Less

Legend
Viewed by AFI
Partially Viewed
Offscreen Credit
Name Occurs Before Title
AFI Life Achievement Award

TOP SEARCHES

CASABLANCA

During World War II, Casablanca, Morocco is a waiting point for throngs of desperate refugees fleeing Nazi-occupied Europe. Exit visas, which are necessary to leave the country, are at ... >>

CITIZEN KANE

Seventy-year-old newspaper tycoon Charles Foster Kane dies in his palatial Florida home, Xanadu, after uttering the single word “Rosebud.” While watching a newsreel summarizing the years during which Kane ... >>

REAR WINDOW

Laid up with a broken leg during the height of summer, renowned New York magazine photographer L. B. “Jeff” Jeffries enters his last week of home confinement, bored and ... >>

RAGING BULL

In 1941, at a boxing match in Cleveland, Ohio, pandemonium breaks out when Jake La Motta, an up-and-coming young boxer, loses a decision to Jimmy Reeves, suffering his first ... >>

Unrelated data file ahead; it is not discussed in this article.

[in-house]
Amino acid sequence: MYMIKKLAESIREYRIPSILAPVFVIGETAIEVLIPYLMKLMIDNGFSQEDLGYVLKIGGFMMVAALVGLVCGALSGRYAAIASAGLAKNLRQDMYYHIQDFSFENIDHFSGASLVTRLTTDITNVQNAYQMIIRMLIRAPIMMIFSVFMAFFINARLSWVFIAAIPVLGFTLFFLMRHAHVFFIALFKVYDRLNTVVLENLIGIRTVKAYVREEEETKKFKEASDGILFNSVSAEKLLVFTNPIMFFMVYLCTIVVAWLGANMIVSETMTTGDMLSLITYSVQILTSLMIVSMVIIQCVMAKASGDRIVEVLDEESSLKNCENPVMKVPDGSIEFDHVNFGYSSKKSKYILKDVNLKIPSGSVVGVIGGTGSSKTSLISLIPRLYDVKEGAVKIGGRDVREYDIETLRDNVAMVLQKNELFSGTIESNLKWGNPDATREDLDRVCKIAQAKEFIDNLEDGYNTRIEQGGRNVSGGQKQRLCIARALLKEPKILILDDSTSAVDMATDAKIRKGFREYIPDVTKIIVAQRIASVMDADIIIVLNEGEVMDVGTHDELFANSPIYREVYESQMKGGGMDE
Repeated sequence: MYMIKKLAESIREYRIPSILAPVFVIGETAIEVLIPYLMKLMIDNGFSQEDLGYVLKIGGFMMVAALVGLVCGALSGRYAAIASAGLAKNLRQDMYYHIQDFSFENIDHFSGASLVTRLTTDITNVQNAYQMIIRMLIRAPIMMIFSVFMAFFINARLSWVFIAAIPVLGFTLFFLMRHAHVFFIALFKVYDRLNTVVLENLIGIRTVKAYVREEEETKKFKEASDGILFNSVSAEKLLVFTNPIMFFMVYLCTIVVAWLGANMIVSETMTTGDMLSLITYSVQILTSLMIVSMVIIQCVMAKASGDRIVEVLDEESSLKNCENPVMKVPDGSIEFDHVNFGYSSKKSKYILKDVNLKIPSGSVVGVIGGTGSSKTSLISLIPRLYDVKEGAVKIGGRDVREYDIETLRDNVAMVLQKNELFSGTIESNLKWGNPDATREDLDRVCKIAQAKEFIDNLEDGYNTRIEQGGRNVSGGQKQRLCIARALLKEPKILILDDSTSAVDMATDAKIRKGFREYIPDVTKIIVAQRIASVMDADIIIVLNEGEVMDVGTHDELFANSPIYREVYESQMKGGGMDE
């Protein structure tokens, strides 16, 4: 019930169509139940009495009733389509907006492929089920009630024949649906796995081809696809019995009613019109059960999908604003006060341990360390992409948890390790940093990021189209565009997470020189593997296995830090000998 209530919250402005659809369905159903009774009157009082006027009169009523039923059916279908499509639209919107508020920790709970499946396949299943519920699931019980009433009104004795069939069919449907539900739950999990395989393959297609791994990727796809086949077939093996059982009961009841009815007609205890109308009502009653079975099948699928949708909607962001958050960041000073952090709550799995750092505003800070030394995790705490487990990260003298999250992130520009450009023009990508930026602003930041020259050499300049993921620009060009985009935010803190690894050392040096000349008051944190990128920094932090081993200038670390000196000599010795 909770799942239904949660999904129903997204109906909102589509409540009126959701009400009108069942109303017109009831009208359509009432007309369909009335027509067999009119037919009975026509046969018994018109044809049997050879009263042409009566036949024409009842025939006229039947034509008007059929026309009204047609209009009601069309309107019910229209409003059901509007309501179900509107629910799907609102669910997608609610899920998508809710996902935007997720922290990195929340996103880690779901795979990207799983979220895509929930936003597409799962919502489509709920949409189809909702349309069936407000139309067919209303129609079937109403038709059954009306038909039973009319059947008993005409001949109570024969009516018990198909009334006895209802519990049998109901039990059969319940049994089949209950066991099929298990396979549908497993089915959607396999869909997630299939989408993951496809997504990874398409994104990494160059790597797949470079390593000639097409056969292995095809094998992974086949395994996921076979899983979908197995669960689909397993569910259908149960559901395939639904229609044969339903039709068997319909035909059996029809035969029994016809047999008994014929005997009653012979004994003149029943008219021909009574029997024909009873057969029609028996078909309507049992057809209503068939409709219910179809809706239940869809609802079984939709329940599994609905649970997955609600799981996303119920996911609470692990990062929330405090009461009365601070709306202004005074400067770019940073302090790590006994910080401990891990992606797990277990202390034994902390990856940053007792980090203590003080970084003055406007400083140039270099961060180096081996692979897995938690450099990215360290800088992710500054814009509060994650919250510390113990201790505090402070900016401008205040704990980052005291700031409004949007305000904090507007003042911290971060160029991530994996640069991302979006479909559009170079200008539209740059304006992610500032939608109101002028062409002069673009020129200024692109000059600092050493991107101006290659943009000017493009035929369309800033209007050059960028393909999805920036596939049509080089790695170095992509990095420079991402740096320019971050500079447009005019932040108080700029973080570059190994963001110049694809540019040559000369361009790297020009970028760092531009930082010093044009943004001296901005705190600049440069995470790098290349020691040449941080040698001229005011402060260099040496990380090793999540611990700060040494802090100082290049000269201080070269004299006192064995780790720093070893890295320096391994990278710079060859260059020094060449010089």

CITY LIGHTS

At an outdoor dedication ceremony, a tramp is discovered sleeping in the arms of a statue as it is being unveiled before a crowd. He is chased into ... >>

The American Film Institute is grateful to Sir Paul Getty KBE and the Sir Paul Getty KBE Estate for their dedication to the art of the moving image and their support for the AFI Catalog of Feature Films and without whose support AFI would not have been able to achieve this historical landmark in this epic scholarly endeavor.